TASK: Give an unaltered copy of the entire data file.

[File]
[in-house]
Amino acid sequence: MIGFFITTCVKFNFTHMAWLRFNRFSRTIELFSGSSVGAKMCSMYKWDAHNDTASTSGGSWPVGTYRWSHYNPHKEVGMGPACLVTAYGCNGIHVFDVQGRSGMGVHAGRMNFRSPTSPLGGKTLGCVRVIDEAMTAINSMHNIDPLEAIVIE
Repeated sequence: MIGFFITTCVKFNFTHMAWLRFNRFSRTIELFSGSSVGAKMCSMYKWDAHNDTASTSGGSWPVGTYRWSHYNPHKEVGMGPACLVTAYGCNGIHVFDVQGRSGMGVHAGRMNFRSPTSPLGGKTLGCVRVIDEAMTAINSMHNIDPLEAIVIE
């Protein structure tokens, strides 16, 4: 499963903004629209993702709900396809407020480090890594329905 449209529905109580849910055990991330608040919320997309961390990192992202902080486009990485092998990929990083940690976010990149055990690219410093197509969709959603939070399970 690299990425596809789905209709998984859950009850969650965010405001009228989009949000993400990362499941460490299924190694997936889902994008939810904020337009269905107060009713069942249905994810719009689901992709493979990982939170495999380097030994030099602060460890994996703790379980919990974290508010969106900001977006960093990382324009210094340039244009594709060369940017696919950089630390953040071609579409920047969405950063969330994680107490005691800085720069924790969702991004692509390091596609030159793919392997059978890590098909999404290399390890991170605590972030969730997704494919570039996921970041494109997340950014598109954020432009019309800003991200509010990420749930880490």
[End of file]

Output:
[in-house]
Amino acid sequence: MIGFFITTCVKFNFTHMAWLRFNRFSRTIELFSGSSVGAKMCSMYKWDAHNDTASTSGGSWPVGTYRWSHYNPHKEVGMGPACLVTAYGCNGIHVFDVQGRSGMGVHAGRMNFRSPTSPLGGKTLGCVRVIDEAMTAINSMHNIDPLEAIVIE
Repeated sequence: MIGFFITTCVKFNFTHMAWLRFNRFSRTIELFSGSSVGAKMCSMYKWDAHNDTASTSGGSWPVGTYRWSHYNPHKEVGMGPACLVTAYGCNGIHVFDVQGRSGMGVHAGRMNFRSPTSPLGGKTLGCVRVIDEAMTAINSMHNIDPLEAIVIE
């Protein structure tokens, strides 16, 4: 499963903004629209993702709900396809407020480090890594329905 449209529905109580849910055990991330608040919320997309961390990192992202902080486009990485092998990929990083940690976010990149055990690219410093197509969709959603939070399970 690299990425596809789905209709998984859950009850969650965010405001009228989009949000993400990362499941460490299924190694997936889902994008939810904020337009269905107060009713069942249905994810719009689901992709493979990982939170495999380097030994030099602060460890994996703790379980919990974290508010969106900001977006960093990382324009210094340039244009594709060369940017696919950089630390953040071609579409920047969405950063969330994680107490005691800085720069924790969702991004692509390091596609030159793919392997059978890590098909999404290399390890991170605590972030969730997704494919570039996921970041494109997340950014598109954020432009019309800003991200509010990420749930880490």